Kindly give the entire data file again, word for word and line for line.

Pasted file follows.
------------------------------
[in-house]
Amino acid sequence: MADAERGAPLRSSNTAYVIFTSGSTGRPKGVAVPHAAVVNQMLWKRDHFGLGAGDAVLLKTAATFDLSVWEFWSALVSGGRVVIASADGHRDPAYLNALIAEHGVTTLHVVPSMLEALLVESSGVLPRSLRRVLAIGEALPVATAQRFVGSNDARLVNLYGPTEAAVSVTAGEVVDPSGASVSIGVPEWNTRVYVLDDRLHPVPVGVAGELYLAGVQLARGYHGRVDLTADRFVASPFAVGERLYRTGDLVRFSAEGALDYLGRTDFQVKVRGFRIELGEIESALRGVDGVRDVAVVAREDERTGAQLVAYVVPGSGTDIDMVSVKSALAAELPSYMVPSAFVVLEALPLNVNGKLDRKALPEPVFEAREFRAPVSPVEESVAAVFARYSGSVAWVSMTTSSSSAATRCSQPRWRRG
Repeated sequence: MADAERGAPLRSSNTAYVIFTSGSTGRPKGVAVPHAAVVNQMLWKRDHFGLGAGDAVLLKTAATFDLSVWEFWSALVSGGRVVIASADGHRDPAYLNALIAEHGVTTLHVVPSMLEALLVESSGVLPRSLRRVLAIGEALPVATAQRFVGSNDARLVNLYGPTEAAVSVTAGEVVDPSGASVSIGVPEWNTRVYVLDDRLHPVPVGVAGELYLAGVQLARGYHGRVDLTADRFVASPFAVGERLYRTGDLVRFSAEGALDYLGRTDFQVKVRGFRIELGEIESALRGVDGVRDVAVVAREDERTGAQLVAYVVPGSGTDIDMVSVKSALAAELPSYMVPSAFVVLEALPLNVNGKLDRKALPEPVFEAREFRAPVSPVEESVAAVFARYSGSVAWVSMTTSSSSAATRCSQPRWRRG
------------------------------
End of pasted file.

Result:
[in-house]
Amino acid sequence: MADAERGAPLRSSNTAYVIFTSGSTGRPKGVAVPHAAVVNQMLWKRDHFGLGAGDAVLLKTAATFDLSVWEFWSALVSGGRVVIASADGHRDPAYLNALIAEHGVTTLHVVPSMLEALLVESSGVLPRSLRRVLAIGEALPVATAQRFVGSNDARLVNLYGPTEAAVSVTAGEVVDPSGASVSIGVPEWNTRVYVLDDRLHPVPVGVAGELYLAGVQLARGYHGRVDLTADRFVASPFAVGERLYRTGDLVRFSAEGALDYLGRTDFQVKVRGFRIELGEIESALRGVDGVRDVAVVAREDERTGAQLVAYVVPGSGTDIDMVSVKSALAAELPSYMVPSAFVVLEALPLNVNGKLDRKALPEPVFEAREFRAPVSPVEESVAAVFARYSGSVAWVSMTTSSSSAATRCSQPRWRRG
Repeated sequence: MADAERGAPLRSSNTAYVIFTSGSTGRPKGVAVPHAAVVNQMLWKRDHFGLGAGDAVLLKTAATFDLSVWEFWSALVSGGRVVIASADGHRDPAYLNALIAEHGVTTLHVVPSMLEALLVESSGVLPRSLRRVLAIGEALPVATAQRFVGSNDARLVNLYGPTEAAVSVTAGEVVDPSGASVSIGVPEWNTRVYVLDDRLHPVPVGVAGELYLAGVQLARGYHGRVDLTADRFVASPFAVGERLYRTGDLVRFSAEGALDYLGRTDFQVKVRGFRIELGEIESALRGVDGVRDVAVVAREDERTGAQLVAYVVPGSGTDIDMVSVKSALAAELPSYMVPSAFVVLEALPLNVNGKLDRKALPEPVFEAREFRAPVSPVEESVAAVFARYSGSVAWVSMTTSSSSAATRCSQPRWRRG